17. Teach your young dog to work both ground and air scents. Wind scent is more direct and easier to get an animal out of. Ground scenting can end up with you going the same way as the wind sometimes and spooking the animal.

18. Never send an indicating dog out on its own to find a dead or wounded animal. Never – even if the animal is only 20 metres away! That is encouraging self-hunting. 

19. If you want an indicator, you need to target the bush and shoot animals there that your dog has put you onto by following scent. Shooting deer in paddocks will really only teach your dog to hunt with its eyes. 

20. Follow your dog, follow your dog, follow your dog. Don’t be lazy.

21. Hunting deer in the bush (or any hunting) over a dog is some of the best fun hunting you could imagine!

When I look back at the past two years, it has been a lot of work, a lot (A LOT!) of hours and a lot of fun.

If Sami could talk, she would probably tell you that I certainly have my good and bad points as a hunter, but I am slowly coming right with time. There is no doubt that I have made the right decision at my stage as a hunter and I have found myself looking forward to time in the bush again, where before, the pig hunting had got stale (sorry Luke) and I was mostly going out for the dog’s sake.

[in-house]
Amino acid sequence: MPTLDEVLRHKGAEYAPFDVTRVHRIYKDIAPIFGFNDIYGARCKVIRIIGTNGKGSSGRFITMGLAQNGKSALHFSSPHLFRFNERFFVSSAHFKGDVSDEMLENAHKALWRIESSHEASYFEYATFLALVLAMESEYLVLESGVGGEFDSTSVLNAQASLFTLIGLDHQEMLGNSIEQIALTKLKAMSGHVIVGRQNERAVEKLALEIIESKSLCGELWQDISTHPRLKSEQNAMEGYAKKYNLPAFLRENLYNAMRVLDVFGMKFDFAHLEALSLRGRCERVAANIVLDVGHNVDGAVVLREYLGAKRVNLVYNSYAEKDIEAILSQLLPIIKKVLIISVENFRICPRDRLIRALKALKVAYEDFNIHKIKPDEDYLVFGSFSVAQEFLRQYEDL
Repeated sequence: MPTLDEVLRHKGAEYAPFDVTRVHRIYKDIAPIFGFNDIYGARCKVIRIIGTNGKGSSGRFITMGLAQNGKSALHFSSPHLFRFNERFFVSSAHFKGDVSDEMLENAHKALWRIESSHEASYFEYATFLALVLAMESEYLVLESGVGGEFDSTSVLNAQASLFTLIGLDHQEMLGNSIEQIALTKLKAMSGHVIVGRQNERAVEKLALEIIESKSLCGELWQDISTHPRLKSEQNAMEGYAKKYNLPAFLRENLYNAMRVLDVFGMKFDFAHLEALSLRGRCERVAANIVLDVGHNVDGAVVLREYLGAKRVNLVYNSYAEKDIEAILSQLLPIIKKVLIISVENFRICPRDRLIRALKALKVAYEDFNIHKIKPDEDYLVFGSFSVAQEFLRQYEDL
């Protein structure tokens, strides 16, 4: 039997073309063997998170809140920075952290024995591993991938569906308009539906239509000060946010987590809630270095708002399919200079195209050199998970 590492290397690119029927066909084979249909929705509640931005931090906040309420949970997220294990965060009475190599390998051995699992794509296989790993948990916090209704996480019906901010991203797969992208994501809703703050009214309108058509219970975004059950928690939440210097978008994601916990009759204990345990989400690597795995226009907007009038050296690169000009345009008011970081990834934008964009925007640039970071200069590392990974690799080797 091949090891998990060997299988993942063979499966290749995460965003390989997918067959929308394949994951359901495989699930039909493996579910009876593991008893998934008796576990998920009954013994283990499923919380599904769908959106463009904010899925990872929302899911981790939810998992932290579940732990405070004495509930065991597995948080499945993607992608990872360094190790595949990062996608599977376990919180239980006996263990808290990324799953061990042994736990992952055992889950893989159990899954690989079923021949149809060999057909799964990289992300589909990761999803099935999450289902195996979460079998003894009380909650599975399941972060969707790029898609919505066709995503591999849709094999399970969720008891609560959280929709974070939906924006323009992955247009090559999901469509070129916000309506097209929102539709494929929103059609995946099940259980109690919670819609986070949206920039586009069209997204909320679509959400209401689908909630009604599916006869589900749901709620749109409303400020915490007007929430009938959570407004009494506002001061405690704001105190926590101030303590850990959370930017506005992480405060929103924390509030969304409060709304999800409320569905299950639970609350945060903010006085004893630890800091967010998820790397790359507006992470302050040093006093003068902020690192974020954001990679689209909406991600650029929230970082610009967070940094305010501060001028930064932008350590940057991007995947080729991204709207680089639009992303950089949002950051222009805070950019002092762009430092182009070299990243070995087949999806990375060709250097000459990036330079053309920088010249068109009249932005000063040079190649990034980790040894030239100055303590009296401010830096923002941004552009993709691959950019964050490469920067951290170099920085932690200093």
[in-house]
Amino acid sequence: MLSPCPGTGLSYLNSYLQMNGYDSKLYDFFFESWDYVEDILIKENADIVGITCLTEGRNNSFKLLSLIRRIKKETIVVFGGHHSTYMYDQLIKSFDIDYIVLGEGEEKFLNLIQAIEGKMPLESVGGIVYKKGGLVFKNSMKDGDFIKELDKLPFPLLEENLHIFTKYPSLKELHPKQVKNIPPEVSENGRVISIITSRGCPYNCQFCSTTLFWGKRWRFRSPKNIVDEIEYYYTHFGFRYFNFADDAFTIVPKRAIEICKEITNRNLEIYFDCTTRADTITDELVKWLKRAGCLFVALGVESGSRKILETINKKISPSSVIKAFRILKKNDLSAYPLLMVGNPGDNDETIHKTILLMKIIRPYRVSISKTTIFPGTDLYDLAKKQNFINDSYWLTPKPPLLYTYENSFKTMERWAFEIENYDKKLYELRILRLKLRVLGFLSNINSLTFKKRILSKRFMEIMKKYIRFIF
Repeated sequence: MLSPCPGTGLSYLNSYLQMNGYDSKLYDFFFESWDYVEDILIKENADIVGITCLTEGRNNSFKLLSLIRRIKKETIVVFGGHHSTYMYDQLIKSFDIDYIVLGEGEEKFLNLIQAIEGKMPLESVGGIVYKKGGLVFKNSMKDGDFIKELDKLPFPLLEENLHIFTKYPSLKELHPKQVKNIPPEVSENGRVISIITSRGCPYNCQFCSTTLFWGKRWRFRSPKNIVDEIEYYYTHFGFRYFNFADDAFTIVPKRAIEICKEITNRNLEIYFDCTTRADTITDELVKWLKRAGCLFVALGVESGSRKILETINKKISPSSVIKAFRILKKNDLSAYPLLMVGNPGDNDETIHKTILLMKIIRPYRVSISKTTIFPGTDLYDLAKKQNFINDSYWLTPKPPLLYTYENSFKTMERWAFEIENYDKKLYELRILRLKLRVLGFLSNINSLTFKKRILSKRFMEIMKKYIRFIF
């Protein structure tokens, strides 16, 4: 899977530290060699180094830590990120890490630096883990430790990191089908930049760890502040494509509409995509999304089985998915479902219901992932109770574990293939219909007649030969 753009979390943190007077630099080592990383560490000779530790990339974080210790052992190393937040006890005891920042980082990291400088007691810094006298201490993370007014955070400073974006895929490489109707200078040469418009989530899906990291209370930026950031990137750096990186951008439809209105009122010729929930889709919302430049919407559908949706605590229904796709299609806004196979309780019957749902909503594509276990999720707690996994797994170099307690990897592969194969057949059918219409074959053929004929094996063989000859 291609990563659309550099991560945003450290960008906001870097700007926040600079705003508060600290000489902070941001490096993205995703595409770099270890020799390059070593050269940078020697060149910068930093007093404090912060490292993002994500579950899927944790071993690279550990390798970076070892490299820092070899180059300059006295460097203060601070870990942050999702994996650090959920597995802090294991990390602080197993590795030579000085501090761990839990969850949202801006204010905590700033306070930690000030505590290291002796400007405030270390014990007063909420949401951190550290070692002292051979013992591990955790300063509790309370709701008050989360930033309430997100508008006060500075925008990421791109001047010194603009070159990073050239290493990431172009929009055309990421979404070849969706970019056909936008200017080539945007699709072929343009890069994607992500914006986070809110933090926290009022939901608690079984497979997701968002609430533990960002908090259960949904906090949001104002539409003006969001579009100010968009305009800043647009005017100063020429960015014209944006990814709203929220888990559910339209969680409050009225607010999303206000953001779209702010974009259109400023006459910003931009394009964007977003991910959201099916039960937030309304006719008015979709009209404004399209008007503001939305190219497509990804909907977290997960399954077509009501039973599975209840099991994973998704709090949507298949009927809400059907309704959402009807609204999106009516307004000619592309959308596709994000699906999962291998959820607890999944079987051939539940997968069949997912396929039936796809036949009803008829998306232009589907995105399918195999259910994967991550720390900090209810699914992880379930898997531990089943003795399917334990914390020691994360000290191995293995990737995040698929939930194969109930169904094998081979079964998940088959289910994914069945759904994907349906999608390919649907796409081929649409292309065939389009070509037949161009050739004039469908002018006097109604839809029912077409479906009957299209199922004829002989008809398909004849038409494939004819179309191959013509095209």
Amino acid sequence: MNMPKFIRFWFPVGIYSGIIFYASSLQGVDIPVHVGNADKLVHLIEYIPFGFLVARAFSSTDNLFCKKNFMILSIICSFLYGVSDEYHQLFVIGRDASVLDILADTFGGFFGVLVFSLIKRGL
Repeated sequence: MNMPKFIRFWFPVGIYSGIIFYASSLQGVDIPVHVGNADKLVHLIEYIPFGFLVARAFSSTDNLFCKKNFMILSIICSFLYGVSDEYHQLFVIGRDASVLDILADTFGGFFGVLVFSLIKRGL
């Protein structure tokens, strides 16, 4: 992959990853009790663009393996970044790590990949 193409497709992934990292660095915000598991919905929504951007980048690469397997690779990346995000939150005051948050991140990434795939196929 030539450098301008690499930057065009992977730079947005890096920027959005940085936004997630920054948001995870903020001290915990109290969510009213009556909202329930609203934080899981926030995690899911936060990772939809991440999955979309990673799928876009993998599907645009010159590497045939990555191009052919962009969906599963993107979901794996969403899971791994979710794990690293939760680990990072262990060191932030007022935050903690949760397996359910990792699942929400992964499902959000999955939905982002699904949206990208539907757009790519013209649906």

Sami has developed into a really nice dog that I am increasingly fond of and connected to. She is a gentle bear and a big part of our family as well as an OK weapon in the bush. We recently spent a week in the Sounds with friends and Sami went everywhere with us – in the ute, boat etc and slept in our tent at night with not a peep. She had a great time and was easy to have around, which at the end of the day is what it is all about.

Yes, she is a working dog, but I want a mate as well. It is possible to have both. I wish you all the best of fun and success as you go down the indicating road. 

Cheers, Johnny